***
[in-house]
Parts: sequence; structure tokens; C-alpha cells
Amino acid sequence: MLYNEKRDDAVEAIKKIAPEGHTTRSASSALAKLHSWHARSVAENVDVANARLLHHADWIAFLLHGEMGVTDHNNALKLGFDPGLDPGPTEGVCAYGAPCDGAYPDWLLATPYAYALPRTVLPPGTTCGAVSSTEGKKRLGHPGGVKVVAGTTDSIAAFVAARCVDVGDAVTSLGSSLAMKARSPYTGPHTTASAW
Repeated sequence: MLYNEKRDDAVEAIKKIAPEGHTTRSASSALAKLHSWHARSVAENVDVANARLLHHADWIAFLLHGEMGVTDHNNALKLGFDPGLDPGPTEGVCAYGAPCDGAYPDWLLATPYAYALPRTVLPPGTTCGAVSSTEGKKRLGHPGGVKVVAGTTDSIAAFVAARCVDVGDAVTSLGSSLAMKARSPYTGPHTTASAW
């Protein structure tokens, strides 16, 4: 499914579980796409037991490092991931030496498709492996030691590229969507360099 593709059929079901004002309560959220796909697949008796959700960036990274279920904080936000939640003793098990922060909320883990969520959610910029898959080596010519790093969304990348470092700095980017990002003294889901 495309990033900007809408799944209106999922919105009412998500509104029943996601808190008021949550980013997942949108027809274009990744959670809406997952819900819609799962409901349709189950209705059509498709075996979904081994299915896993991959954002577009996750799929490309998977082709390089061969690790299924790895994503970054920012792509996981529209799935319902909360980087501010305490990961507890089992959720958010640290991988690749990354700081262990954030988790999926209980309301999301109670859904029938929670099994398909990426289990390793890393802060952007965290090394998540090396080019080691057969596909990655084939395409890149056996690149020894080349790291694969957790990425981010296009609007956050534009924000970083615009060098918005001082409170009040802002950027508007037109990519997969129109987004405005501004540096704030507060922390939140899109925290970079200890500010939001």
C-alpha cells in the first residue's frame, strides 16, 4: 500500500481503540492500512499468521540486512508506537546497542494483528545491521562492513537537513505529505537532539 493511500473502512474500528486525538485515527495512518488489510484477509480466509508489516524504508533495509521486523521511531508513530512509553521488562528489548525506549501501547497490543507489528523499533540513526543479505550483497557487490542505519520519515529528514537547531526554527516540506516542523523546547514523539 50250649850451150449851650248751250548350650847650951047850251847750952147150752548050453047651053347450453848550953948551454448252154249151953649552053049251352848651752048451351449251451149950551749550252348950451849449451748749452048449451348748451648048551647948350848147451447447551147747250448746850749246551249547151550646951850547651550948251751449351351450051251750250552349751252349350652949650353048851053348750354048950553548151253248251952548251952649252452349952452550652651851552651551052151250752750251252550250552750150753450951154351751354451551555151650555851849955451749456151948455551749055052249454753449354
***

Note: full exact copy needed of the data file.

[in-house]
Parts: sequence; structure tokens; C-alpha cells
Amino acid sequence: MLYNEKRDDAVEAIKKIAPEGHTTRSASSALAKLHSWHARSVAENVDVANARLLHHADWIAFLLHGEMGVTDHNNALKLGFDPGLDPGPTEGVCAYGAPCDGAYPDWLLATPYAYALPRTVLPPGTTCGAVSSTEGKKRLGHPGGVKVVAGTTDSIAAFVAARCVDVGDAVTSLGSSLAMKARSPYTGPHTTASAW
Repeated sequence: MLYNEKRDDAVEAIKKIAPEGHTTRSASSALAKLHSWHARSVAENVDVANARLLHHADWIAFLLHGEMGVTDHNNALKLGFDPGLDPGPTEGVCAYGAPCDGAYPDWLLATPYAYALPRTVLPPGTTCGAVSSTEGKKRLGHPGGVKVVAGTTDSIAAFVAARCVDVGDAVTSLGSSLAMKARSPYTGPHTTASAW
């Protein structure tokens, strides 16, 4: 499914579980796409037991490092991931030496498709492996030691590229969507360099 593709059929079901004002309560959220796909697949008796959700960036990274279920904080936000939640003793098990922060909320883990969520959610910029898959080596010519790093969304990348470092700095980017990002003294889901 495309990033900007809408799944209106999922919105009412998500509104029943996601808190008021949550980013997942949108027809274009990744959670809406997952819900819609799962409901349709189950209705059509498709075996979904081994299915896993991959954002577009996750799929490309998977082709390089061969690790299924790895994503970054920012792509996981529209799935319902909360980087501010305490990961507890089992959720958010640290991988690749990354700081262990954030988790999926209980309301999301109670859904029938929670099994398909990426289990390793890393802060952007965290090394998540090396080019080691057969596909990655084939395409890149056996690149020894080349790291694969957790990425981010296009609007956050534009924000970083615009060098918005001082409170009040802002950027508007037109990519997969129109987004405005501004540096704030507060922390939140899109925290970079200890500010939001």
C-alpha cells in the first residue's frame, strides 16, 4: 500500500481503540492500512499468521540486512508506537546497542494483528545491521562492513537537513505529505537532539 493511500473502512474500528486525538485515527495512518488489510484477509480466509508489516524504508533495509521486523521511531508513530512509553521488562528489548525506549501501547497490543507489528523499533540513526543479505550483497557487490542505519520519515529528514537547531526554527516540506516542523523546547514523539 50250649850451150449851650248751250548350650847650951047850251847750952147150752548050453047651053347450453848550953948551454448252154249151953649552053049251352848651752048451351449251451149950551749550252348950451849449451748749452048449451348748451648048551647948350848147451447447551147747250448746850749246551249547151550646951850547651550948251751449351351450051251750250552349751252349350652949650353048851053348750354048950553548151253248251952548251952649252452349952452550652651851552651551052151250752750251252550250552750150753450951154351751354451551555151650555851849955451749456151948455551749055052249454753449354